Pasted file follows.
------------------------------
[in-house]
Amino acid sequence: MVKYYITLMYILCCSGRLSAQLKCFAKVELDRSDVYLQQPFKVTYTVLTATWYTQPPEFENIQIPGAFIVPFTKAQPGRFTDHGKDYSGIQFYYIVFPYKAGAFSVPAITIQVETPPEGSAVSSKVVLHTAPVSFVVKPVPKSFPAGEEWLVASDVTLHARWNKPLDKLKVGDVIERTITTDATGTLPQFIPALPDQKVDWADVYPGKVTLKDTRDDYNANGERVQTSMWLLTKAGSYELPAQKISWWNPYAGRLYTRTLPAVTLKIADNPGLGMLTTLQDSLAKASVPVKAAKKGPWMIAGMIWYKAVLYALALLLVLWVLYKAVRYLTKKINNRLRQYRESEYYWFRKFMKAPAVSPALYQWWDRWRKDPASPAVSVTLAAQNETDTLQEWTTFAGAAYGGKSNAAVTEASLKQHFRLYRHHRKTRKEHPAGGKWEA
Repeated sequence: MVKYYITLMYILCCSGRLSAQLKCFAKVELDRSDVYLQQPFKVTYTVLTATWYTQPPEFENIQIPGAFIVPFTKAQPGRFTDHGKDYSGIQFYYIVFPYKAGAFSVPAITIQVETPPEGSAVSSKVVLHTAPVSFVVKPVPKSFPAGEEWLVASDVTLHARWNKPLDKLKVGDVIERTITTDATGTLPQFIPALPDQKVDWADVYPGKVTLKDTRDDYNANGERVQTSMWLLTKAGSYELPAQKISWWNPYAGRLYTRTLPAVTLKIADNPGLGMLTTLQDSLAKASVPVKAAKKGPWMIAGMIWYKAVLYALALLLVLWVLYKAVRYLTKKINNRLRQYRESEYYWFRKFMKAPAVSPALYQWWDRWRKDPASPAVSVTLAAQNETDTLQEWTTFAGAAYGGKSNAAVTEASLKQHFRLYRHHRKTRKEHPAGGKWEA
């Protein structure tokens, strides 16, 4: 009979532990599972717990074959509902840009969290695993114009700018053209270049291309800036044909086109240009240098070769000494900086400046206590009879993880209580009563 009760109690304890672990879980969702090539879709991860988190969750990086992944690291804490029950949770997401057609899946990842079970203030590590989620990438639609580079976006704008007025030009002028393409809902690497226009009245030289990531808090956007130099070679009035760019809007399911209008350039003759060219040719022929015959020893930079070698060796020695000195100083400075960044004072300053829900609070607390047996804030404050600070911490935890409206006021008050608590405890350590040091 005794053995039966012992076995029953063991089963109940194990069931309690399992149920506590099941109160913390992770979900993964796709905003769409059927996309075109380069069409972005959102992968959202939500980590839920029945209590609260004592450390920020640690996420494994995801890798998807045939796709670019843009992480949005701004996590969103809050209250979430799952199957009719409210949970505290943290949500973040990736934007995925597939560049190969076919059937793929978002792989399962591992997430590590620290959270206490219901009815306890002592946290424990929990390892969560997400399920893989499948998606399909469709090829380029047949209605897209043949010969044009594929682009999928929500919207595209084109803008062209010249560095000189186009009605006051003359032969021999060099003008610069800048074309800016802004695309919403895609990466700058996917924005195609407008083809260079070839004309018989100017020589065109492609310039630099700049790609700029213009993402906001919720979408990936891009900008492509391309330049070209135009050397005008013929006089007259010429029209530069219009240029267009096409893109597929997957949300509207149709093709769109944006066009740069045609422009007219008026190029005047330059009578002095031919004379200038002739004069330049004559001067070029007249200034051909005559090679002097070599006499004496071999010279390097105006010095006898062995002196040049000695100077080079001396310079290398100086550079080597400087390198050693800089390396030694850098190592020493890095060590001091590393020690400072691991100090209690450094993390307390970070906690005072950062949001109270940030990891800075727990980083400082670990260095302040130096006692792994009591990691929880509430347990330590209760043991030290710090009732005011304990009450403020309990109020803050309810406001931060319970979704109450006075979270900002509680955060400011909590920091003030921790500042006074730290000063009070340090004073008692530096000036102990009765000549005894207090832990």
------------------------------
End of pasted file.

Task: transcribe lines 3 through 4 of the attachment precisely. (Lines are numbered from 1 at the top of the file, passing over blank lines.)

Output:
Repeated sequence: MVKYYITLMYILCCSGRLSAQLKCFAKVELDRSDVYLQQPFKVTYTVLTATWYTQPPEFENIQIPGAFIVPFTKAQPGRFTDHGKDYSGIQFYYIVFPYKAGAFSVPAITIQVETPPEGSAVSSKVVLHTAPVSFVVKPVPKSFPAGEEWLVASDVTLHARWNKPLDKLKVGDVIERTITTDATGTLPQFIPALPDQKVDWADVYPGKVTLKDTRDDYNANGERVQTSMWLLTKAGSYELPAQKISWWNPYAGRLYTRTLPAVTLKIADNPGLGMLTTLQDSLAKASVPVKAAKKGPWMIAGMIWYKAVLYALALLLVLWVLYKAVRYLTKKINNRLRQYRESEYYWFRKFMKAPAVSPALYQWWDRWRKDPASPAVSVTLAAQNETDTLQEWTTFAGAAYGGKSNAAVTEASLKQHFRLYRHHRKTRKEHPAGGKWEA
């Protein structure tokens, strides 16, 4: 009979532990599972717990074959509902840009969290695993114009700018053209270049291309800036044909086109240009240098070769000494900086400046206590009879993880209580009563 009760109690304890672990879980969702090539879709991860988190969750990086992944690291804490029950949770997401057609899946990842079970203030590590989620990438639609580079976006704008007025030009002028393409809902690497226009009245030289990531808090956007130099070679009035760019809007399911209008350039003759060219040719022929015959020893930079070698060796020695000195100083400075960044004072300053829900609070607390047996804030404050600070911490935890409206006021008050608590405890350590040091 005794053995039966012992076995029953063991089963109940194990069931309690399992149920506590099941109160913390992770979900993964796709905003769409059927996309075109380069069409972005959102992968959202939500980590839920029945209590609260004592450390920020640690996420494994995801890798998807045939796709670019843009992480949005701004996590969103809050209250979430799952199957009719409210949970505290943290949500973040990736934007995925597939560049190969076919059937793929978002792989399962591992997430590590620290959270206490219901009815306890002592946290424990929990390892969560997400399920893989499948998606399909469709090829380029047949209605897209043949010969044009594929682009999928929500919207595209084109803008062209010249560095000189186009009605006051003359032969021999060099003008610069800048074309800016802004695309919403895609990466700058996917924005195609407008083809260079070839004309018989100017020589065109492609310039630099700049790609700029213009993402906001919720979408990936891009900008492509391309330049070209135009050397005008013929006089007259010429029209530069219009240029267009096409893109597929997957949300509207149709093709769109944006066009740069045609422009007219008026190029005047330059009578002095031919004379200038002739004069330049004559001067070029007249200034051909005559090679002097070599006499004496071999010279390097105006010095006898062995002196040049000695100077080079001396310079290398100086550079080597400087390198050693800089390396030694850098190592020493890095060590001091590393020690400072691991100090209690450094993390307390970070906690005072950062949001109270940030990891800075727990980083400082670990260095302040130096006692792994009591990691929880509430347990330590209760043991030290710090009732005011304990009450403020309990109020803050309810406001931060319970979704109450006075979270900002509680955060400011909590920091003030921790500042006074730290000063009070340090004073008692530096000036102990009765000549005894207090832990």